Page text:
ith the steady migration of the caladaran from their ancestral home in the Rirro Jagka, the young race became quickly enmeshed in the other civilizations of the Prime. This fertile intellectual climate helped encourage the rise of the Republic, ushering in its great Golden Age. However, for staunch caladaran traditionalists, this period was as threatening as it was illuminating. Knowledge of magic and its diversity challenged long held assumptions about the role of mortalkind; war-like races and their brutal proclivities clashed with basic caladaran pacifism; and the unending multiplicity of animals, plants, and climates uprooted aging notions of the Prime itself. Change, it seemed, had become the only remaining constant.
Most disconcerting of all, however, was the steady transformation of extant caladaran religions. The Seer’s devoted increasingly divorced themselves from both the monastic traditions of old, and the restraint that accompanied them. In parallel, the Arbiter’s chosen steadily acclimated to the notion of war, even going so far as to acknowledge it as a path to enlightenment. Fear of this growing interracial fusion spread throughout many of the generation’s oldest sages. Their manuscripts and letters suggest that they longed for a return to the old ways, and in time, sought new divine attention. These conservatives grew distant from their Chadralnite and Jalassan cousins, deigning to stay within, or return to, the dangerous glades of the Rirro Jagka.
This caladaran splinter seemed destined to suffer, and struggled with the violent incursions of the alatharya, the kankoran, and the srryn. Many elders were slain, and their traditional records and settlements were put to the torch. According to legend, Chadraln and Jalassa gave birth to a new deity, who would preserve and defend the caladaran who had rejected the world of aelin and men. They named this young goddess Alajial, and Her influence was first revealed with the sudden spring of lilies from the barren earth of the ancient glades. Where these flowers bloomed, an aura of peace pervaded; here, the caladaran faithful found solace from the aggression which had so plagued them. Over time, optimism similarly blossomed within their hearts. Bearing the sign of the White Lily, Alajian monks eventually found the desire to again strike out into the world beyond.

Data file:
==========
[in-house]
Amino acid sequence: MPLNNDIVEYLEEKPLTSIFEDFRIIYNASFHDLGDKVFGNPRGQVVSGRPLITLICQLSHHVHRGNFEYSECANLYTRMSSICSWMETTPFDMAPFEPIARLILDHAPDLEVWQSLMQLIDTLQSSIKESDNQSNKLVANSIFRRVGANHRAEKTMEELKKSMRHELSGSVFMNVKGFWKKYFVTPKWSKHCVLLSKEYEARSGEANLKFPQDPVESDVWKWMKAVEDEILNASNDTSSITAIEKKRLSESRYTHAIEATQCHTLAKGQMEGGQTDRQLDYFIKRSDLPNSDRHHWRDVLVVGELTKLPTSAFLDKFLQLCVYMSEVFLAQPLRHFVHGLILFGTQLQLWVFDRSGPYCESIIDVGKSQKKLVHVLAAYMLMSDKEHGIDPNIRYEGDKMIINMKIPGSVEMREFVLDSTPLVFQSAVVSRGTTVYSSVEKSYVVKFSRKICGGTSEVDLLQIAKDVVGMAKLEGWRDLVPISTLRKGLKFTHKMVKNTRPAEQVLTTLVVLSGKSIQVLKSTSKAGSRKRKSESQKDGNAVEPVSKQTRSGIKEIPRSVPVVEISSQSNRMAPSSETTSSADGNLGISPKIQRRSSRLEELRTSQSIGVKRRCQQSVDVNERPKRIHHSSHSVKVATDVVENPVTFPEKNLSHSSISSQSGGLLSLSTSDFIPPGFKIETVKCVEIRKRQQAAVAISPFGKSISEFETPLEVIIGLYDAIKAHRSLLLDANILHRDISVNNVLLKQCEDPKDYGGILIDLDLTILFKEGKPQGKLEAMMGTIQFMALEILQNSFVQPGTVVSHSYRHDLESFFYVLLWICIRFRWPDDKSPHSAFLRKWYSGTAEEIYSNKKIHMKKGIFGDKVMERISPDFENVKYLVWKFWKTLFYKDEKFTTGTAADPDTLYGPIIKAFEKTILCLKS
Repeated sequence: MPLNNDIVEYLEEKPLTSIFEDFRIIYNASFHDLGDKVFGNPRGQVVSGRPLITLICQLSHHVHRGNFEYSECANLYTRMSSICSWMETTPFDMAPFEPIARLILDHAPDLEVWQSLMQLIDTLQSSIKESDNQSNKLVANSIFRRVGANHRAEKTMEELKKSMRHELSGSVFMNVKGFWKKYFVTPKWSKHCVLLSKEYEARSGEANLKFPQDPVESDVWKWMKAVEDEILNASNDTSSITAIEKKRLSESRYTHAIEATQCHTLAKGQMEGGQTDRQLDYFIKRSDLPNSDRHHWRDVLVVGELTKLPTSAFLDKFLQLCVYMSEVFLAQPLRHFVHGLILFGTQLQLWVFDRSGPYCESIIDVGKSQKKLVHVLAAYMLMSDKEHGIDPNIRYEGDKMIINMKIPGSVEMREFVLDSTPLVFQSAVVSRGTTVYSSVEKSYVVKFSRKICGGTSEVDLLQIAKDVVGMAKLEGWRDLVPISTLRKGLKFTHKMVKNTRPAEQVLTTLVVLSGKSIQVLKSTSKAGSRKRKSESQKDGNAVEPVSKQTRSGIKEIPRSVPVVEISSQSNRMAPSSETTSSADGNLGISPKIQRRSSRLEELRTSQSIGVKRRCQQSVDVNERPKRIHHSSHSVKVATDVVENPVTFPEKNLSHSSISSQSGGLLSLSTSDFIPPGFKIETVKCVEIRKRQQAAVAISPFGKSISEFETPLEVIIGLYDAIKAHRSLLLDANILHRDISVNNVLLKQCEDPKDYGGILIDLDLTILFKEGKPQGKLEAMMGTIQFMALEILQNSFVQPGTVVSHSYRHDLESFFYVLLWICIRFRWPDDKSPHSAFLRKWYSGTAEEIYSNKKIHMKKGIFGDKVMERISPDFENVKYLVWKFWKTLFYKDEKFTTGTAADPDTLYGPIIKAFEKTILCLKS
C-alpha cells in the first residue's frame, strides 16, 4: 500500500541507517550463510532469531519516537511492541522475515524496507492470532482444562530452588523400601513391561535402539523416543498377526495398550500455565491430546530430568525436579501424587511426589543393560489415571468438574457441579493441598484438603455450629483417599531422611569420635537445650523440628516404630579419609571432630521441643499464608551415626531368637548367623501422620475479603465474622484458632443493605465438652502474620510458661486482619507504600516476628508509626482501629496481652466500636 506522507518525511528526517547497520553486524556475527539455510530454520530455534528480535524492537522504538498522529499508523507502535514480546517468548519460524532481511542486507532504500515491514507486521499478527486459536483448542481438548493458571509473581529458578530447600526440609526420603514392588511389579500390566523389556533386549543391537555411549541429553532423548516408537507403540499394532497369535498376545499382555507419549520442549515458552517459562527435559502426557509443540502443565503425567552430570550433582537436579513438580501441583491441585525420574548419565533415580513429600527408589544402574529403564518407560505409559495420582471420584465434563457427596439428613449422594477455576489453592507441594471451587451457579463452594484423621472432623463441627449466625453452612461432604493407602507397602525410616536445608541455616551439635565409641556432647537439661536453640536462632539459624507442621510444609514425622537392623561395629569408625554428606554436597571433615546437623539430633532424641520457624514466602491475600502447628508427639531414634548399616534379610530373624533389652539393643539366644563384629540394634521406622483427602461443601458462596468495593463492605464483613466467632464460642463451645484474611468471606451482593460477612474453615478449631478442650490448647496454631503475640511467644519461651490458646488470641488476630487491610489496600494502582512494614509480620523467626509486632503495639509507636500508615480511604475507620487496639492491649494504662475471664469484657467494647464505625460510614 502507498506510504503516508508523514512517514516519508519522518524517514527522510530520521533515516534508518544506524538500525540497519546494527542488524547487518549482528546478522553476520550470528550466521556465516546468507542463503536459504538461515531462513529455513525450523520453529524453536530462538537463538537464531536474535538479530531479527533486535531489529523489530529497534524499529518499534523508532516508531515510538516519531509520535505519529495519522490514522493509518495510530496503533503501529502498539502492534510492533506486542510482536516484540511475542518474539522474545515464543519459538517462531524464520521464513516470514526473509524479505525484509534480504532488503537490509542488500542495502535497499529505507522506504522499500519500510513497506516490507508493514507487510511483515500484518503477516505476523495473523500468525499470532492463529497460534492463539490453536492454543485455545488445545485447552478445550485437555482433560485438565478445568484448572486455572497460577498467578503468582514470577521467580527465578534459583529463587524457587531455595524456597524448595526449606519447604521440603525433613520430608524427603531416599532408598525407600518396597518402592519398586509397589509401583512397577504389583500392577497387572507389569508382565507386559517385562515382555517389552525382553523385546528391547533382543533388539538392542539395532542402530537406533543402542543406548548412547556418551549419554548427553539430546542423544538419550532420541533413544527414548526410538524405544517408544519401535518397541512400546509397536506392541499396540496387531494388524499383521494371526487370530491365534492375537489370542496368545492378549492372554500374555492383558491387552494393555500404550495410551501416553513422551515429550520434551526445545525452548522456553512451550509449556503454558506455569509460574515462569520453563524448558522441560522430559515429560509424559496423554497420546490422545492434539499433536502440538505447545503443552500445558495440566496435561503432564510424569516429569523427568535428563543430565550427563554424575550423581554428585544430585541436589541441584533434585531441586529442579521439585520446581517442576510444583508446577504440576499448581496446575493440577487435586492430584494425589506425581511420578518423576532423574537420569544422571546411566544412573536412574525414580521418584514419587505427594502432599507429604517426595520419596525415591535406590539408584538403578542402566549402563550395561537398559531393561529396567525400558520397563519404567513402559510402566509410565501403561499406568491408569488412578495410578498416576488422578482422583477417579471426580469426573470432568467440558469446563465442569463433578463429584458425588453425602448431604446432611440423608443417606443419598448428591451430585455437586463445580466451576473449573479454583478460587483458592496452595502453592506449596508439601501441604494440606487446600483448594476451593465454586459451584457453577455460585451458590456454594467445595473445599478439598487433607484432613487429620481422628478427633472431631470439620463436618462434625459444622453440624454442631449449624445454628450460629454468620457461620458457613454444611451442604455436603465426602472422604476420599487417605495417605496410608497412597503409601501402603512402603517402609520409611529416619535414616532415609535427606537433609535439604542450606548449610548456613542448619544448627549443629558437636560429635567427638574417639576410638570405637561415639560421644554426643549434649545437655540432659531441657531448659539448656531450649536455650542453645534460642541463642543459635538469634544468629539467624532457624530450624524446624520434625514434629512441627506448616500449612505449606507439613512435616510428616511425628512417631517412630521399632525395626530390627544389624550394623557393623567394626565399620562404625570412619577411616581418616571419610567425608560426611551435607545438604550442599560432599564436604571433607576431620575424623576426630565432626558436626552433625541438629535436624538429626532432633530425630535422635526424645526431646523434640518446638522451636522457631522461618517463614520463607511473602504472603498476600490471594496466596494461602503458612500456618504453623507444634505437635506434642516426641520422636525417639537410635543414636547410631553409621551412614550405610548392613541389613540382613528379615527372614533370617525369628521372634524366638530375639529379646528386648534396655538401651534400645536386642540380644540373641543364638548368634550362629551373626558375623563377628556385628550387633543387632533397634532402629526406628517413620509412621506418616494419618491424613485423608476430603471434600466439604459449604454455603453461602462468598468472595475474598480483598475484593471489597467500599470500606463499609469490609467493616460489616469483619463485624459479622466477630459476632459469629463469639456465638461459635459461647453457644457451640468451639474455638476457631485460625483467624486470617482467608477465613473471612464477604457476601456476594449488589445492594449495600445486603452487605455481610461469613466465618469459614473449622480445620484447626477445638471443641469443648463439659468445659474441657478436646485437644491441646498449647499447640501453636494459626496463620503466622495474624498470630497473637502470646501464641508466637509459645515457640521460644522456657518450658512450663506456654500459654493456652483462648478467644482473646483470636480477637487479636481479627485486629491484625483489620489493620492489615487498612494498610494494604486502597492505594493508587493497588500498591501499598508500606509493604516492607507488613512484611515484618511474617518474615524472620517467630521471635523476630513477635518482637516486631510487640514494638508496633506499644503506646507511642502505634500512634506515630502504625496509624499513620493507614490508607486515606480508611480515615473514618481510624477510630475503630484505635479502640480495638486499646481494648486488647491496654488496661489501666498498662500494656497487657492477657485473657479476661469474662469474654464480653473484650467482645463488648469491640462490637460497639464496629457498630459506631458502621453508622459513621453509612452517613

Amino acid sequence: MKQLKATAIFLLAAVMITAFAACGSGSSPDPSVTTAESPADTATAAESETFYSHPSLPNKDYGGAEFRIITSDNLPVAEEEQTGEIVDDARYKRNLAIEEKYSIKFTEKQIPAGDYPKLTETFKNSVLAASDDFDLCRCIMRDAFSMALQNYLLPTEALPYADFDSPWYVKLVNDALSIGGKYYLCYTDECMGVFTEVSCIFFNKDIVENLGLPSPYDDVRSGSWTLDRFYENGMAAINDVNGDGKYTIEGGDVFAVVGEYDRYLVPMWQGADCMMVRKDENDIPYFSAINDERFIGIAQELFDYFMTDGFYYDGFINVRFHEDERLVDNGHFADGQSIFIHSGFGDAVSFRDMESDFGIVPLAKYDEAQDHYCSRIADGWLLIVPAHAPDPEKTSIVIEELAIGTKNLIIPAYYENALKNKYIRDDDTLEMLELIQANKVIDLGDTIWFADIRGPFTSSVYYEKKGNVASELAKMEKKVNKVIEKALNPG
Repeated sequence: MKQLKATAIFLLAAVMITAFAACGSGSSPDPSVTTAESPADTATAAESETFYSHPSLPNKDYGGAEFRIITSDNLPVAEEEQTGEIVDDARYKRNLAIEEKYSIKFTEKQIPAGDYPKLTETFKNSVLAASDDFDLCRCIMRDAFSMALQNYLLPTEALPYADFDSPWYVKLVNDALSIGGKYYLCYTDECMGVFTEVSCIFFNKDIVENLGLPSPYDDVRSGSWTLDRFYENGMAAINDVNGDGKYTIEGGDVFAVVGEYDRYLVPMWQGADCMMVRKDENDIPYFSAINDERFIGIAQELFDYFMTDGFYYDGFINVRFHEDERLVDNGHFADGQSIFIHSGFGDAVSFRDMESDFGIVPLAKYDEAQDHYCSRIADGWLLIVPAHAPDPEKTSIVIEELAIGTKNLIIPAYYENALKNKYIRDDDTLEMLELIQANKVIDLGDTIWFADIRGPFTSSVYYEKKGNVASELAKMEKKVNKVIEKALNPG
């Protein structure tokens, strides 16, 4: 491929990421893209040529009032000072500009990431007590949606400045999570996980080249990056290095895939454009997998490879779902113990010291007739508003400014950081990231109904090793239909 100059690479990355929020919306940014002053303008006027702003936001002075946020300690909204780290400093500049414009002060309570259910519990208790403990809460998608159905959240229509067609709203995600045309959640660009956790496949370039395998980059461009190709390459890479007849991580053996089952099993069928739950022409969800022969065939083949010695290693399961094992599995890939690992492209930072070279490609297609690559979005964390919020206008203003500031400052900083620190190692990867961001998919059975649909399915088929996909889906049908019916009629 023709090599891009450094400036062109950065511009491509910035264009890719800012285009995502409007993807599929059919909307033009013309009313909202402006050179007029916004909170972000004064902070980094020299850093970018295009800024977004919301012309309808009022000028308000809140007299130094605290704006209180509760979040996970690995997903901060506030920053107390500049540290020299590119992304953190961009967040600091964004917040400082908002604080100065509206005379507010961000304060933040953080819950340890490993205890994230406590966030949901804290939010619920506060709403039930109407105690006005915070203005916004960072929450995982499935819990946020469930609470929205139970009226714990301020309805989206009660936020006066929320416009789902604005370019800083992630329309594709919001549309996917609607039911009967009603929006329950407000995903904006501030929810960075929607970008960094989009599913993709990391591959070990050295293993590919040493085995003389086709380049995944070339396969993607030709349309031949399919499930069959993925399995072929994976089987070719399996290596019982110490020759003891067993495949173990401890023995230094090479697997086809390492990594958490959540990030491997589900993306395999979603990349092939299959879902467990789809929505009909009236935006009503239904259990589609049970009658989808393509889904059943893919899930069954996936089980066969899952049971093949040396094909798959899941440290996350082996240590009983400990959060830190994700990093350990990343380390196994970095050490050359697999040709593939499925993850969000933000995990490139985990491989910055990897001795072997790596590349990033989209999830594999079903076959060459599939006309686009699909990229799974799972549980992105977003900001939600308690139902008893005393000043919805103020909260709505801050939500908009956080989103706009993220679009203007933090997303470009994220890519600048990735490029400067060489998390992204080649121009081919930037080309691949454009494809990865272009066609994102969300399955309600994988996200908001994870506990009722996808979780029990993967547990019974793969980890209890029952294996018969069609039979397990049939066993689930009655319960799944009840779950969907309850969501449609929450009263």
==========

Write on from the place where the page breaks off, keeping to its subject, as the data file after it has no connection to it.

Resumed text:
The War of Night offered these missionaries great opportunity. As cities fell and armies clashed throughout the known world, Alajial’s message of peace and comfort seemed like an impossible fantasy. Yet, simultaneously, these ideas spoke to the needs of the injured, the fearful, and the war-weary. While other caladaran traditions locked themselves away in monasteries or delved into forbidden mysteries, these sages bandaged the wounded and tended the sick alongside the Tower of Salyra’s healers. Their unprecedented aptitude for soothing dark torments brought significant renown throughout the Republic. Alajial’s faithful argue that it was She who first gifted the knowledge of Spirit magic, before the revelation of Rystaia Lightbringer and Her ch’taren. Regardless of the veracity of this claim, there is little doubt that Alajian monks were among the first to explore the sphere after the War’s end.
In time, these monks and their successors would gain greater prominence with the development of a unified Spirit school. This influence gave their long-overshadowed religion a new and heightened credibility with the other races of the Prime. More importantly, though, it allowed the first serious dialog between Alajian contemplatives, cosmopolitan Chadralnite intellectuals, and the warrior-philosophers of the Jalassan order. In the modern era, Alajial has taken Her place as the third in the caladaran deific trinity. Her benevolence and affection grant solace to those who toil in dark times, and guide those who place others before themselves.